Meanwhile, in the aftermath of my epic choke, my conqueror had the audacity to give me a hug before proceeding to flaunt his moves in front of me like some sort of very nice talented person who you just wish would fuck off. His medallion was becoming increasingly more blurry. I tried to lean on Bill for support, but he had embarked on some sort of George Wassouf driven-frenzy. I found myself staring at a Blake Griffin jersey to maintain focus, saw my reflection in a mirror that ran along the back wall and suddenly realized that the club was half the size I had originally thought.
“Good use of light and space to create an optical illusion,” stated entry #14 on my voice recorder. I was becoming scientifically drunk.
I decided to head back outside to the courtyard for a breather. It was getting into the wee hours and a few drunken clientele were being escorted by bouncers to some red plastic chairs by the entrance. The twerkers and the pimp in the bucket hat seemed to have departed.
“Smoke?” enquired a voice from stage-left.
“Name’s Rasta,” said a Sudanese guy rocking a Bob Marley t-shirt, a beanie embellished with an image of Che Guevara, and an all denim jeans-jacket combo. I’d noticed him inside a few minutes earlier. He had a quizzical smile on his face. He’d probably witnessed my epic failure, I thought self-consciously.
After some small talk, Rasta explained that like many other Sudanese, he had left his war-torn homeland in his late teens in search of work opportunities and a better life. He’d ended up in Lebanon and was quite happy with his lot. Rasta had been working around Beirut and the Metn as a cleaner for the best part of a decade, and said that during this time he’d experienced little animosity from locals. Rasta did however yearn for peace in Sudan. It had been five years since he’d been back, he’d lost family and childhood friends to conflict, and continued to send a portion of his wages back home.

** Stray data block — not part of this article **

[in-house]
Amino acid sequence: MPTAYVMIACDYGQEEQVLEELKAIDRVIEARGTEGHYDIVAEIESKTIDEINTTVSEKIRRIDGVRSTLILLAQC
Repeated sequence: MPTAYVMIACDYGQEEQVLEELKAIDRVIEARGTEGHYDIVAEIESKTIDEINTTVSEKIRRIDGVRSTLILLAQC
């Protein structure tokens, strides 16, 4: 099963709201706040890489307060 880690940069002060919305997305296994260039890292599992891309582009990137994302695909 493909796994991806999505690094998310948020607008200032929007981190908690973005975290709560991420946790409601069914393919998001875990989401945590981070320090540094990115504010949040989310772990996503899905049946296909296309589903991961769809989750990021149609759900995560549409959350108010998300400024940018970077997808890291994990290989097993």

“Everything is good,” said Rasta after a lull in conversation, smiling self-composedly. He hadn’t been to Jazeera in a while but appeared to be having a pretty good time. He was, however, more excited about a BBQ taking place in Jounieh the following day.
“You want to come?” he enquired matter-of-factly, “you are welcome.”
Bill, recently exorcized from his George Wassouf trance, was also invited. Contact details were exchanged and Rasta selected an emoticon of a smiling face wearing a hat to accompany his details. I couldn’t help thinking he could do with a more original nickname.
“One Love,” said Bill as Rasta departed suddenly, flanked by a girl on each arm. Rasta reciprocated with a fist pump.
After some fruitful conversations about nothing in particular, a couple more tequilas and some friendly cajoling from the bouncers, we hopped in a taxi back to Beirut.
Recording #18, the last of the night, taken in the taxi, relays a conversation between me and Bill speaking in indecipherable languages that no one else in the taxi seems capable or interested in participating in. Soon, it was time for a quick nightcap at BOOB before bed.
The following afternoon me and Bill woke up in a spasm of excitement ready to head to Jounieh. But the enthusiasm was short lived. We were still drunk. Within the hour, we were both passed out on the sofa. Come evening, having somewhat re-gathered my senses, I remembered to text Rasta to apologize for not coming through.
“No worries,” came the response. “P.S. nice dance moves…”